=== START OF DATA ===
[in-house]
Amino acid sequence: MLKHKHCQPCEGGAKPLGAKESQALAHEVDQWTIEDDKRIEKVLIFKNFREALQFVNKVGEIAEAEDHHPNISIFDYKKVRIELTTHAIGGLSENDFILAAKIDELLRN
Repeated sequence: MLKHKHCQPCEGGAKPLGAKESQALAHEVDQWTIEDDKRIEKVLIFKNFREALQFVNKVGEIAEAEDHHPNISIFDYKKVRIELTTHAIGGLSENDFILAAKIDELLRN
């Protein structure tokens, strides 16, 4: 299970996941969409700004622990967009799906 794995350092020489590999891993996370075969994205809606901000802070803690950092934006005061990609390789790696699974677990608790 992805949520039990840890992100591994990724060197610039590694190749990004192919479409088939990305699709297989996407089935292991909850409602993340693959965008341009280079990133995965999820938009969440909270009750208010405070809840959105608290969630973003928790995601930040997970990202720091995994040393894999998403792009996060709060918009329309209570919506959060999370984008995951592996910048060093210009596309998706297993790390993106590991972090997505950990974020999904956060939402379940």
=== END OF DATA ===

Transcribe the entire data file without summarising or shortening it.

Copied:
[in-house]
Amino acid sequence: MLKHKHCQPCEGGAKPLGAKESQALAHEVDQWTIEDDKRIEKVLIFKNFREALQFVNKVGEIAEAEDHHPNISIFDYKKVRIELTTHAIGGLSENDFILAAKIDELLRN
Repeated sequence: MLKHKHCQPCEGGAKPLGAKESQALAHEVDQWTIEDDKRIEKVLIFKNFREALQFVNKVGEIAEAEDHHPNISIFDYKKVRIELTTHAIGGLSENDFILAAKIDELLRN
């Protein structure tokens, strides 16, 4: 299970996941969409700004622990967009799906 794995350092020489590999891993996370075969994205809606901000802070803690950092934006005061990609390789790696699974677990608790 992805949520039990840890992100591994990724060197610039590694190749990004192919479409088939990305699709297989996407089935292991909850409602993340693959965008341009280079990133995965999820938009969440909270009750208010405070809840959105608290969630973003928790995601930040997970990202720091995994040393894999998403792009996060709060918009329309209570919506959060999370984008995951592996910048060093210009596309998706297993790390993106590991972090997505950990974020999904956060939402379940």